Inherited Selected Cobalamin Malabsorption with Proteinuria
This is a gastrointestinal disease where dogs cannot absorb cobalamin, often causing them to be small with poor energy levels. Cobalamin is required for synthesis of certain amino acids and is an important factor for a number of other metabolic processes. Dogs cannot generate their own cobalamin but must consume it in their diet. However, dogs with IGS cannot absorb cobalamin from their meals.
Signs and symptoms
Affected puppies are usually runty and have poor energy levels. If not caught at this time, signs can progress to vomiting and seizures.
Signs first appear in puppies.
Laboratory testing will show a low red blood cell count. On physical exam, an abnormally slow heart rate will be noted. Genetic testing, clinical signs and additional blood tests are used to diagnose this disorder.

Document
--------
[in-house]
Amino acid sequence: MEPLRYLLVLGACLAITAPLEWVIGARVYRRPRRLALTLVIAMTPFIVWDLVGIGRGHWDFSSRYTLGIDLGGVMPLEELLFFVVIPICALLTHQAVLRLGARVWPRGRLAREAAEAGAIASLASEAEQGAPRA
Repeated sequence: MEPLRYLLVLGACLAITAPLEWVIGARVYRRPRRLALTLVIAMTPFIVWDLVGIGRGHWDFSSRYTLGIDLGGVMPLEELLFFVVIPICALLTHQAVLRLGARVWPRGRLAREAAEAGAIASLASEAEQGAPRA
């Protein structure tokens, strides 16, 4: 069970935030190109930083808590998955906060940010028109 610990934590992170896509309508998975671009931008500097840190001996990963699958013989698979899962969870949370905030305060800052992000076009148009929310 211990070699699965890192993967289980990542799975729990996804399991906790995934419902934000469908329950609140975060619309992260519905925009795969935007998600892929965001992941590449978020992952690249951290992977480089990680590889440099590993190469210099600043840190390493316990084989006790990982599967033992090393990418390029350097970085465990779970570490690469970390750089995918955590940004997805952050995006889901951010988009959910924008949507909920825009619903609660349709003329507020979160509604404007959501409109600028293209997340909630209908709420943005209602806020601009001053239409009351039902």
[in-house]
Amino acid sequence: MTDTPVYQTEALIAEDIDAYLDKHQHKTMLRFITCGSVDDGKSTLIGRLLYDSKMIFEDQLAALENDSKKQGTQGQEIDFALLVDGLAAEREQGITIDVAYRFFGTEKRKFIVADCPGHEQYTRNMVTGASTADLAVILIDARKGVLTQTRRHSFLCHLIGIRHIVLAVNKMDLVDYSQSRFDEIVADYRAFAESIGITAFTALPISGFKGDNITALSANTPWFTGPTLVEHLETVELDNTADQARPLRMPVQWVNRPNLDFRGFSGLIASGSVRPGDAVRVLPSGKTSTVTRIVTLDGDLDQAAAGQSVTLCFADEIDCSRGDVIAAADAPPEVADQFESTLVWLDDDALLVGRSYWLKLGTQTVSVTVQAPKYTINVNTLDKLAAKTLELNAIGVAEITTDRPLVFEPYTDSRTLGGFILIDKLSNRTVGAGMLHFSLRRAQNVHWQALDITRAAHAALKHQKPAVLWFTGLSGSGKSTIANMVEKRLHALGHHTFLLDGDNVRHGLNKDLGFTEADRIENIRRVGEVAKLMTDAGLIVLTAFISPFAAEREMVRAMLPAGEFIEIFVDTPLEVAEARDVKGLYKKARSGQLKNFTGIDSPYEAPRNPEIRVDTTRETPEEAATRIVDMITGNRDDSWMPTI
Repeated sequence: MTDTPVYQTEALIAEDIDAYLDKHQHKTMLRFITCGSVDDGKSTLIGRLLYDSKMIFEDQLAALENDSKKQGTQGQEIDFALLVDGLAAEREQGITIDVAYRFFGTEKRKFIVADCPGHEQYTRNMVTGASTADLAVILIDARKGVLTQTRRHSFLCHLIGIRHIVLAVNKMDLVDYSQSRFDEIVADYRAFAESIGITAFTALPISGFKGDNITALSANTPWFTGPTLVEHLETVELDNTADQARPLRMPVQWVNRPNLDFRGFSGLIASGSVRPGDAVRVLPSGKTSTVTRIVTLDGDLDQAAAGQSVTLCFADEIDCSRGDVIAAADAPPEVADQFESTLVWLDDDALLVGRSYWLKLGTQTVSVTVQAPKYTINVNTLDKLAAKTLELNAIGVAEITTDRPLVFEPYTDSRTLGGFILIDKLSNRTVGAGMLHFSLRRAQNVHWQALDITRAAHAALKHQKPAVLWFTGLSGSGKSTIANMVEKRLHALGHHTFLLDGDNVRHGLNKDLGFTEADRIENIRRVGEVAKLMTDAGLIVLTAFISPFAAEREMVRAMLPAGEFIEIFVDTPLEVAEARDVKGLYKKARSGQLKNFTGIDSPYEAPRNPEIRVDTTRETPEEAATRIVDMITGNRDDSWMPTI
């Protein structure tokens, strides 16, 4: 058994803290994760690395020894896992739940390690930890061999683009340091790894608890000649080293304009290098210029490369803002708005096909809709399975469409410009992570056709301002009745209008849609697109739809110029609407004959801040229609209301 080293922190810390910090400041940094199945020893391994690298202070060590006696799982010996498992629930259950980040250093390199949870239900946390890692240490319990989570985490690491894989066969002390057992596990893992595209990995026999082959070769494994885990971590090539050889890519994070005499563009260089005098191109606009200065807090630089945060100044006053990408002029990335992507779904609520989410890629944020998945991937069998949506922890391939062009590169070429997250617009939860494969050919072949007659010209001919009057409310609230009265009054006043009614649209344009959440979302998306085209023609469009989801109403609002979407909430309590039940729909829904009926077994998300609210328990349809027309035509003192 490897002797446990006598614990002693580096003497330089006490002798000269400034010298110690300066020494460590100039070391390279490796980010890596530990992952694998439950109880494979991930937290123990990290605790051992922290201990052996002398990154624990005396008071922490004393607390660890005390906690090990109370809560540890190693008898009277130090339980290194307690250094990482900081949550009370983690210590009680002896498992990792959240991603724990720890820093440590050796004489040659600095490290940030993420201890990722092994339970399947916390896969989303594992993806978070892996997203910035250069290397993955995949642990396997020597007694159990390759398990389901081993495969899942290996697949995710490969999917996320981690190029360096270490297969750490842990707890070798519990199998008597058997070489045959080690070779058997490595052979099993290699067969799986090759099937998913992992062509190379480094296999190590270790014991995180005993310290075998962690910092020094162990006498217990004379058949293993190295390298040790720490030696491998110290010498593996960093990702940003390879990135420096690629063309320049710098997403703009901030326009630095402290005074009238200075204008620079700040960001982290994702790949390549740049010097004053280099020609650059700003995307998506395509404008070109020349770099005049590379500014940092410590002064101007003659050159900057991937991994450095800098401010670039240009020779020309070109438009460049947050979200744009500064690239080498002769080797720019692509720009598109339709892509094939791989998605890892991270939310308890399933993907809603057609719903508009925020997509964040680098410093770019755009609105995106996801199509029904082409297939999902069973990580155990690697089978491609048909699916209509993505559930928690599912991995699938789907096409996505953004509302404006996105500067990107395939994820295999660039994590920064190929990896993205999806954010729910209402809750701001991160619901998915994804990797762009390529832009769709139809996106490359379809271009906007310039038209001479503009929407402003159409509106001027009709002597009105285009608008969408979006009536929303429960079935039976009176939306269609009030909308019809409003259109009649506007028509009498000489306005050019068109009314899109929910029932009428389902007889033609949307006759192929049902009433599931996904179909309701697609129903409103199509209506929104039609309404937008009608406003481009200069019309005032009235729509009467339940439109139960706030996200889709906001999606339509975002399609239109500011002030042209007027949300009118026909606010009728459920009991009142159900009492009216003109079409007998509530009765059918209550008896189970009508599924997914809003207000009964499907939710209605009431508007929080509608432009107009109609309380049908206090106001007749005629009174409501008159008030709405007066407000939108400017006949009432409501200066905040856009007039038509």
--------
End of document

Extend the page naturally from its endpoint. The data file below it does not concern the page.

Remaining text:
Fortunately, IGS is treatable with regular injections of cobalamin. Early treatment is associated with the best outcome.
What to do if your dog is at risk
- Please consult your veterinarian regularly for best treatment outcomes.
This mutation was first described in Komondors.
This disease is inherited in an autosomal recessive manner, meaning that affected dogs must have two copies of the mutation to show clinical signs.
CUBN ‐ chr2
This health condition affects the following breeds
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